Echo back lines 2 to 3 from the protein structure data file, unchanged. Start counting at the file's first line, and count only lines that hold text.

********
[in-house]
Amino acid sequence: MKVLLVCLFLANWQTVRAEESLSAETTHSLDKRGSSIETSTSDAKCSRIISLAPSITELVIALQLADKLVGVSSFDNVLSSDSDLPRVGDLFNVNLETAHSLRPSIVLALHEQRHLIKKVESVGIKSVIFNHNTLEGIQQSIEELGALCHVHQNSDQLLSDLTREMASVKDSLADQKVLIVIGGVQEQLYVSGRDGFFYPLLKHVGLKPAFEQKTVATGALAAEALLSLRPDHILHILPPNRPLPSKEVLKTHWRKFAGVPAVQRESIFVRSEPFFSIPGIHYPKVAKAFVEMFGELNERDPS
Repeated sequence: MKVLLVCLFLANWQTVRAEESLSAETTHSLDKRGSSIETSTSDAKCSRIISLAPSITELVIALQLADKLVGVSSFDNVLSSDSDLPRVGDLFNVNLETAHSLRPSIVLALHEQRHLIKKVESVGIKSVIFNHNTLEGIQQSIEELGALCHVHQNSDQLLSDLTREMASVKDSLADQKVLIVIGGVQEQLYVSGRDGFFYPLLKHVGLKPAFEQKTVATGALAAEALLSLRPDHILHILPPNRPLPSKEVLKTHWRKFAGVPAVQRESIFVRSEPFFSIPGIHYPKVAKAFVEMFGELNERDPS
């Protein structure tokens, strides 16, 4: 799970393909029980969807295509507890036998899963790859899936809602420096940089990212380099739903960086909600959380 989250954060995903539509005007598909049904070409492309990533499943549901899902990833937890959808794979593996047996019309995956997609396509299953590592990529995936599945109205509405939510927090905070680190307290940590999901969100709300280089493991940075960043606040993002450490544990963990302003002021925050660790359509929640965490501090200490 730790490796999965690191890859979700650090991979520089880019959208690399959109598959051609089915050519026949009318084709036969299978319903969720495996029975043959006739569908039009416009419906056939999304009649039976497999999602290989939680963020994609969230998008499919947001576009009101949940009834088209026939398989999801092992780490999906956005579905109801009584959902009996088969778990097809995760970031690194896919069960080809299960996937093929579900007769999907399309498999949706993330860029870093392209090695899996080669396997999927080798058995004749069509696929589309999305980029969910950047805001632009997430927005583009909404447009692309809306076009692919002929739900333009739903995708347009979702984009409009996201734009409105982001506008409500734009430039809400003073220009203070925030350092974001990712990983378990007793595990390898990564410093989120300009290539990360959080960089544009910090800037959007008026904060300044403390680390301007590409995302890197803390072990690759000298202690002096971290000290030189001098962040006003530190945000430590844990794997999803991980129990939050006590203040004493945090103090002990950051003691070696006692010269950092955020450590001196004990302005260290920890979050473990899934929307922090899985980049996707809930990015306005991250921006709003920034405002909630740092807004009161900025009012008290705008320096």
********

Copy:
Amino acid sequence: MKVLLVCLFLANWQTVRAEESLSAETTHSLDKRGSSIETSTSDAKCSRIISLAPSITELVIALQLADKLVGVSSFDNVLSSDSDLPRVGDLFNVNLETAHSLRPSIVLALHEQRHLIKKVESVGIKSVIFNHNTLEGIQQSIEELGALCHVHQNSDQLLSDLTREMASVKDSLADQKVLIVIGGVQEQLYVSGRDGFFYPLLKHVGLKPAFEQKTVATGALAAEALLSLRPDHILHILPPNRPLPSKEVLKTHWRKFAGVPAVQRESIFVRSEPFFSIPGIHYPKVAKAFVEMFGELNERDPS
Repeated sequence: MKVLLVCLFLANWQTVRAEESLSAETTHSLDKRGSSIETSTSDAKCSRIISLAPSITELVIALQLADKLVGVSSFDNVLSSDSDLPRVGDLFNVNLETAHSLRPSIVLALHEQRHLIKKVESVGIKSVIFNHNTLEGIQQSIEELGALCHVHQNSDQLLSDLTREMASVKDSLADQKVLIVIGGVQEQLYVSGRDGFFYPLLKHVGLKPAFEQKTVATGALAAEALLSLRPDHILHILPPNRPLPSKEVLKTHWRKFAGVPAVQRESIFVRSEPFFSIPGIHYPKVAKAFVEMFGELNERDPS